Fruit and Vegetable Gardening in Early Autumn
The fruit garden
Prepare storage places for apples and pears, checking that they are free from mice and that trays are clean. Pick fruit in cool conditions before it is fully mature. Exposed fruit at the tops of trees matures first, followed by fruit on the sides. Inside fruit matures last. Wrap apples which are to be stored for a long time in paper. Complete the summer pruning of apples and pears.
In the middle of early autumn, spray cherries again with a copper fungicide to control bacterial canker.
Continue to pick peaches and nectarines, prune old shoots and tie in new growth. Pick and use plums and damsons as they do not keep well. Prune the trees as soon as picking is over, protecting large wounds against disease spores.
Continue to pick blackberries, loganberries and hybrid berries when ripe. When harvesting is complete, cut out old growth and tie in new shoots.
Pick early autumn fruiting raspberries. Continue to protect autumn-fruiting strawberries against birds and slugs and cover fruit with cloches during cold weather.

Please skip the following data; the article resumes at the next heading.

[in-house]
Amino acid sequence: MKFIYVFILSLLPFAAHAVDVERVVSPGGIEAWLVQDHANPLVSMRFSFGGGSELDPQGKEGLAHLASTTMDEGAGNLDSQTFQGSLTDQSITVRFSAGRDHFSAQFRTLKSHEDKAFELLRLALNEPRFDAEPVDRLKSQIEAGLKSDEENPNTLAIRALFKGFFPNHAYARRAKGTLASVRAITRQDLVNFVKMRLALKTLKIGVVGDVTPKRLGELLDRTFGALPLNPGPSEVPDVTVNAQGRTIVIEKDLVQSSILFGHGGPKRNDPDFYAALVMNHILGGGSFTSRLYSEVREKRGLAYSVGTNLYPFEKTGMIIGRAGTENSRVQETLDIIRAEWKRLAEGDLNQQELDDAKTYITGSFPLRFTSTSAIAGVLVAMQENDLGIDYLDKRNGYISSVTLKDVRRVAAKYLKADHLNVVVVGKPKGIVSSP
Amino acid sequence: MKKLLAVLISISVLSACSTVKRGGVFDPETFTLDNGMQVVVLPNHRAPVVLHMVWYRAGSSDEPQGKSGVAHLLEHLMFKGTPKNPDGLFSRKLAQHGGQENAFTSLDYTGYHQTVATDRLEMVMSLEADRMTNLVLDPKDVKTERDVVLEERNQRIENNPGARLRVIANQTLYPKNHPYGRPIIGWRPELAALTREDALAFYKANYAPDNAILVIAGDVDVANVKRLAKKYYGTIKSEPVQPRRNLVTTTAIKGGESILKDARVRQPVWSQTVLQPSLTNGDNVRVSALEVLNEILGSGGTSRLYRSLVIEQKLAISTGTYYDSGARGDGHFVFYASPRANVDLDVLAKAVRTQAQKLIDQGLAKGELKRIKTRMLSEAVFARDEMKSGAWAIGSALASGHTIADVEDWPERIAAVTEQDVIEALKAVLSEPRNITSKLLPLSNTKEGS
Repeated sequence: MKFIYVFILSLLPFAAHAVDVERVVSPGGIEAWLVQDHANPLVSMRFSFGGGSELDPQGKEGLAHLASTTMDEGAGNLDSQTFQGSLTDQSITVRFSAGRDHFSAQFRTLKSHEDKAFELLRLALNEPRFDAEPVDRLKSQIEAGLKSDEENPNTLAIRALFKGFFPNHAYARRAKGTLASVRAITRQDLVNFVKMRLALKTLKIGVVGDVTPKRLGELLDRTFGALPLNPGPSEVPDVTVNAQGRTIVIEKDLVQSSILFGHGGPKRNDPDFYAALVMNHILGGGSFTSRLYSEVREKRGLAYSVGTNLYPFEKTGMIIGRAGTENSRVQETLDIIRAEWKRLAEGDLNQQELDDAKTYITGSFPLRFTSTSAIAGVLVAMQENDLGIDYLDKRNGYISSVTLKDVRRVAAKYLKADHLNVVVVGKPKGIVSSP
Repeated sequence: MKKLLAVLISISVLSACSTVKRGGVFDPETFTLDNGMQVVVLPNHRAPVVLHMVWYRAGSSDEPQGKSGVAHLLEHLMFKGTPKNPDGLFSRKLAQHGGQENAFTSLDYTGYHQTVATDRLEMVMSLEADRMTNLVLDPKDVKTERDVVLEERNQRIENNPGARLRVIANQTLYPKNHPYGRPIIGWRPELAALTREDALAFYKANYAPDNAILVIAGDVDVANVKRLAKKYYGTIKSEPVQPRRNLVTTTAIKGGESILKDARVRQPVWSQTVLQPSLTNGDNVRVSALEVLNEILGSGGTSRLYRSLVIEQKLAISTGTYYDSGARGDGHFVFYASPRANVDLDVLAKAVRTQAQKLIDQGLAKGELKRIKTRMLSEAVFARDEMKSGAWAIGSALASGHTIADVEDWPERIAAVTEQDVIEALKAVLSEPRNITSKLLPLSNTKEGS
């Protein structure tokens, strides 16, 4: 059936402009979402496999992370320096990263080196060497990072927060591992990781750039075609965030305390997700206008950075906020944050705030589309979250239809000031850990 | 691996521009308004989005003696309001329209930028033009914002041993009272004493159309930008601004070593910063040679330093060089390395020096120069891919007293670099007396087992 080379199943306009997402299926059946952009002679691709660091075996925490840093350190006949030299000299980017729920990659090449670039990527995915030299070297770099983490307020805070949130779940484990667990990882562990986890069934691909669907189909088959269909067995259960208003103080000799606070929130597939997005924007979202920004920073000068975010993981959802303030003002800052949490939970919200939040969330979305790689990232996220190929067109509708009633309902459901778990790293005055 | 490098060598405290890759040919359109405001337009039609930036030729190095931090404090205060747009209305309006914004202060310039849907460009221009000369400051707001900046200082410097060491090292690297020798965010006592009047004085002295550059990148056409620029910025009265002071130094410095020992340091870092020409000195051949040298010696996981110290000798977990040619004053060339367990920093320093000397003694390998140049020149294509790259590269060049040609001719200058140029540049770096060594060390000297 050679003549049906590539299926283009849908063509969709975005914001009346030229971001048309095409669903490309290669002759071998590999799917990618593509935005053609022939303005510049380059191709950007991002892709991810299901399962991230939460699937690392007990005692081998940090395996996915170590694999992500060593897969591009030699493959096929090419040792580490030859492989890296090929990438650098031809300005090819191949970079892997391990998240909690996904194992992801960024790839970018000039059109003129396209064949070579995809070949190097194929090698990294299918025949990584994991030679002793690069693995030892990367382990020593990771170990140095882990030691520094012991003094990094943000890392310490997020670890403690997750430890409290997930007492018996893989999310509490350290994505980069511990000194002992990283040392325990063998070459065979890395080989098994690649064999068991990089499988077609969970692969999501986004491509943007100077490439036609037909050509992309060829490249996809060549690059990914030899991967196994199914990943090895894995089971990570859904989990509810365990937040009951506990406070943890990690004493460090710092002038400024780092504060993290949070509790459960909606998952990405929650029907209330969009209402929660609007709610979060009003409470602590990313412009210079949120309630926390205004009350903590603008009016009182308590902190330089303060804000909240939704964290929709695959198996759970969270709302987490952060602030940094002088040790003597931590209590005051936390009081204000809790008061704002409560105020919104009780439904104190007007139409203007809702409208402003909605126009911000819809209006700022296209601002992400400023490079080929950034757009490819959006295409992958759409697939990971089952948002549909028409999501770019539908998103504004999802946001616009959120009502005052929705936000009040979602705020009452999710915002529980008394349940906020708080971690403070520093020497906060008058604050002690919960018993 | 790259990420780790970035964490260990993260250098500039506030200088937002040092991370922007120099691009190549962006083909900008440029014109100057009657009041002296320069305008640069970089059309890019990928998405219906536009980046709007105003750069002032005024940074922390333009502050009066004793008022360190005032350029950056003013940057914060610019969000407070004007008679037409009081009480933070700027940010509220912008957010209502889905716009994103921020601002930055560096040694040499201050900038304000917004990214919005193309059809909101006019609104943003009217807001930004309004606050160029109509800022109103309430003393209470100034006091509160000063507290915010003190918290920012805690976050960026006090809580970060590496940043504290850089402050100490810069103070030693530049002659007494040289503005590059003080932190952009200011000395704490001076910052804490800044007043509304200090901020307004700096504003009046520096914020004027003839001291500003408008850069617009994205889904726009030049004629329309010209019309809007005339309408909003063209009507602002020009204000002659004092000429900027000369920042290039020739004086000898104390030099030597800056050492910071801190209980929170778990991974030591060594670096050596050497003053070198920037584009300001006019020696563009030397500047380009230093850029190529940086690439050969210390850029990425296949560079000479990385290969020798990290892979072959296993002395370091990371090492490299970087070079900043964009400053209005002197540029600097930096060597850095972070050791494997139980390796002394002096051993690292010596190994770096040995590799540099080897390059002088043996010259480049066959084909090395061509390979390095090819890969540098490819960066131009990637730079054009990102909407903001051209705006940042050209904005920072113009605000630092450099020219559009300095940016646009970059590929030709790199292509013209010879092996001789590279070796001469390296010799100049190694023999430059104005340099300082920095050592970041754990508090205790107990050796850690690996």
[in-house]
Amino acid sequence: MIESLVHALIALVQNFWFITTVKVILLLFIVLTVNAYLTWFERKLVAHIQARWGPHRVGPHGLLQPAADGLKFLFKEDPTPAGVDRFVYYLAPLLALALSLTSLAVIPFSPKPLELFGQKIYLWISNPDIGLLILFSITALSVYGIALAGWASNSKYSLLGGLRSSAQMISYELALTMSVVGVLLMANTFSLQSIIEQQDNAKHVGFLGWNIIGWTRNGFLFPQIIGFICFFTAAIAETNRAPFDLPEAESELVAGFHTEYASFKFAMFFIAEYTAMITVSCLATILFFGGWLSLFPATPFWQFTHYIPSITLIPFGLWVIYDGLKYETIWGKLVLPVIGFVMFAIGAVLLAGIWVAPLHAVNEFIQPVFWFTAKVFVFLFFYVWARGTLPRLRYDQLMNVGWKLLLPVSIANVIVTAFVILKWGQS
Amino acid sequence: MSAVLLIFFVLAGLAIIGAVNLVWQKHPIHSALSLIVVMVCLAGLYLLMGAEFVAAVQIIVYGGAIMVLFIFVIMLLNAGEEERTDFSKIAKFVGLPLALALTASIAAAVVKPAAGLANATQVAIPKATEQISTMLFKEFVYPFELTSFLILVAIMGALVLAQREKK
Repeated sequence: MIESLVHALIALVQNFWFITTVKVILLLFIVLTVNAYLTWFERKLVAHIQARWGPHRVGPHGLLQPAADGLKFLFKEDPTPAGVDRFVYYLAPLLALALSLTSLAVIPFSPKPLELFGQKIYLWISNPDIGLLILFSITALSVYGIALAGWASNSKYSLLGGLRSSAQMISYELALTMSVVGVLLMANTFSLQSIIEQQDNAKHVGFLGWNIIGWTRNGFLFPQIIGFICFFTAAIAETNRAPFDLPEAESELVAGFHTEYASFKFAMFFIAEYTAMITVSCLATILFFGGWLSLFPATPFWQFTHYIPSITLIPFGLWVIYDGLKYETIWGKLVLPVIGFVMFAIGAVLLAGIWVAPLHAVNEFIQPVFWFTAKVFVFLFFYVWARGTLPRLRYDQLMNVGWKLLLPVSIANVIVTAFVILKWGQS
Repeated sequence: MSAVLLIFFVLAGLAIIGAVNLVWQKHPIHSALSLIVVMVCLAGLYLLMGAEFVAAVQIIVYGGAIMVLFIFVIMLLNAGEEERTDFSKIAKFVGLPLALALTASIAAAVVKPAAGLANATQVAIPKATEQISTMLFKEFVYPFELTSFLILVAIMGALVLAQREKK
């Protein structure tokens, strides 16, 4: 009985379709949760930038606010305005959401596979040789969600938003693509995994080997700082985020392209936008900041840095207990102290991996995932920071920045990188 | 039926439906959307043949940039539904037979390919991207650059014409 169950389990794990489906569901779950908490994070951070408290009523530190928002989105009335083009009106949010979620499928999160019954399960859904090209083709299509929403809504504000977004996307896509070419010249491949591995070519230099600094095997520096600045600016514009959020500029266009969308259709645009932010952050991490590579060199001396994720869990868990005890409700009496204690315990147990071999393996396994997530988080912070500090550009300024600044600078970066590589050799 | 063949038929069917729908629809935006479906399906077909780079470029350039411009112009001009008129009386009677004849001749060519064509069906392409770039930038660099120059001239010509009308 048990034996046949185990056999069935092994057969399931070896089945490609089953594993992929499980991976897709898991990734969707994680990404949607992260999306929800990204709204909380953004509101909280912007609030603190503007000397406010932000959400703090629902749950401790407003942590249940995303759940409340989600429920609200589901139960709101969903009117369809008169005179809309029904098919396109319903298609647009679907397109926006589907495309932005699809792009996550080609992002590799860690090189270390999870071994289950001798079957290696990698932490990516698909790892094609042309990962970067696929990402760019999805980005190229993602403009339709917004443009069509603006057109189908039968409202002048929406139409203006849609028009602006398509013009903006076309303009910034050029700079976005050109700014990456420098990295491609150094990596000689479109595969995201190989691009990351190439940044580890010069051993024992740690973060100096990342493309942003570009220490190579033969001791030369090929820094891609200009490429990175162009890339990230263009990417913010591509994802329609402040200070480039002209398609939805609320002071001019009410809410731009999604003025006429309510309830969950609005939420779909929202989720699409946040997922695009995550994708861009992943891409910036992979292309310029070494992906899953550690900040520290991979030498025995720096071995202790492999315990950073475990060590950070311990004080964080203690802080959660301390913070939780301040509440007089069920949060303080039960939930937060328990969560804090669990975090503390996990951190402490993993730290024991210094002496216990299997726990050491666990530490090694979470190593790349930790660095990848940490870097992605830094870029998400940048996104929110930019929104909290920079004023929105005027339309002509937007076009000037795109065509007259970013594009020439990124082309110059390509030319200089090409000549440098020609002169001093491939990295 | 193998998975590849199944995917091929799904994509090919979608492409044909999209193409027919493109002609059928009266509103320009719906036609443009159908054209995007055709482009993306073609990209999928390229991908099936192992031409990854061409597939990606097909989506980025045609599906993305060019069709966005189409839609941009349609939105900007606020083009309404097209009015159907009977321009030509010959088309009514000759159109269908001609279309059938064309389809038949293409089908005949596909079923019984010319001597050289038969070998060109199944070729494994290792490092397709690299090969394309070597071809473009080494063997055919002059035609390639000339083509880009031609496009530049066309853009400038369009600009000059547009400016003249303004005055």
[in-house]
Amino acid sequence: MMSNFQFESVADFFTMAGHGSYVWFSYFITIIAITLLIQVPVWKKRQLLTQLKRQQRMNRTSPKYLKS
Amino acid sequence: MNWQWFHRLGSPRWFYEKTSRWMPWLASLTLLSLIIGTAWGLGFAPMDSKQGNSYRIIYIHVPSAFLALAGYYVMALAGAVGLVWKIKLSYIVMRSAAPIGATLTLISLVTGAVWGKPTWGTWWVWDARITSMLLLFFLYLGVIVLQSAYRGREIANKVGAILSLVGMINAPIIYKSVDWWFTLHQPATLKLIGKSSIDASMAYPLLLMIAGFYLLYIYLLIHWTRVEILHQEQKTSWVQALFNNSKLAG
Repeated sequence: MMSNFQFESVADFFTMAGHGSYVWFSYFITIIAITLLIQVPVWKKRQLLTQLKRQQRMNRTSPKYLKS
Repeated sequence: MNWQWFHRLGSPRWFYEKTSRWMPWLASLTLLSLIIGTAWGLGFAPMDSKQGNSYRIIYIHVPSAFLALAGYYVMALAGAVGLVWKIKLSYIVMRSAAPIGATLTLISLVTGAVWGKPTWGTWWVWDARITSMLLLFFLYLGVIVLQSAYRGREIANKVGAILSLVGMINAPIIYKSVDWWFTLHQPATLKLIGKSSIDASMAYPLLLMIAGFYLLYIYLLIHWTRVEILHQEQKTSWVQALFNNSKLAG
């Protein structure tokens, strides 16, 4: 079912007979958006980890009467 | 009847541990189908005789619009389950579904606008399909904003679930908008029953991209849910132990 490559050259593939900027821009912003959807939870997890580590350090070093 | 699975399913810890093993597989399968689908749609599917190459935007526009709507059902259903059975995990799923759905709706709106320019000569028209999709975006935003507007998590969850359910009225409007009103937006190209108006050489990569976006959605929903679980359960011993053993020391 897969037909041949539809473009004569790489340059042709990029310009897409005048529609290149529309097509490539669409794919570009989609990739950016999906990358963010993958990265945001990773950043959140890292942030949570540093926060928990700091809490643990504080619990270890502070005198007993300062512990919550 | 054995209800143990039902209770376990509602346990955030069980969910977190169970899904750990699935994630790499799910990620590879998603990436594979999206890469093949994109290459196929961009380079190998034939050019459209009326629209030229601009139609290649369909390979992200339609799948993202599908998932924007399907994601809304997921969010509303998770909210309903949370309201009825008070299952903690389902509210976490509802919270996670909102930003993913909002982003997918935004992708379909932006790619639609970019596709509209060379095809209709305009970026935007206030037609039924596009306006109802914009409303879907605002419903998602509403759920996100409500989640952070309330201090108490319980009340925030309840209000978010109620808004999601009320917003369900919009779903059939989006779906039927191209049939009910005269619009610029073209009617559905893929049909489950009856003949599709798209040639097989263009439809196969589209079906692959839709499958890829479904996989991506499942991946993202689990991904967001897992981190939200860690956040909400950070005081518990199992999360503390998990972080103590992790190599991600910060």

The vegetable garden
In the south of Britain, sow spring crop lettuces at the beginning of early autumn for over-wintering without cloche protection.
In the north, plant spring cabbages if this was not done in late summer.
Lift maincrop carrots with a fork and cut off the tops. Use split roots as soon as possible but store surplus healthy ones in a dry shed.
Put them in layers in deep boxes, packing 12mm (1/2in) of sand between each layer.
Harvest marrows for immediate use. If marrows are to be stored for use during the winter, leave them on the plants until mid autumn.
Use cloches to protect overwintering crops, including lettuces, spring cabbages, broad beans and carrots. This helps to cut down winter losses and speeds up maturity in spring.
Sow carrot seed on ground which was manured for the previous crop, and protect with cloches.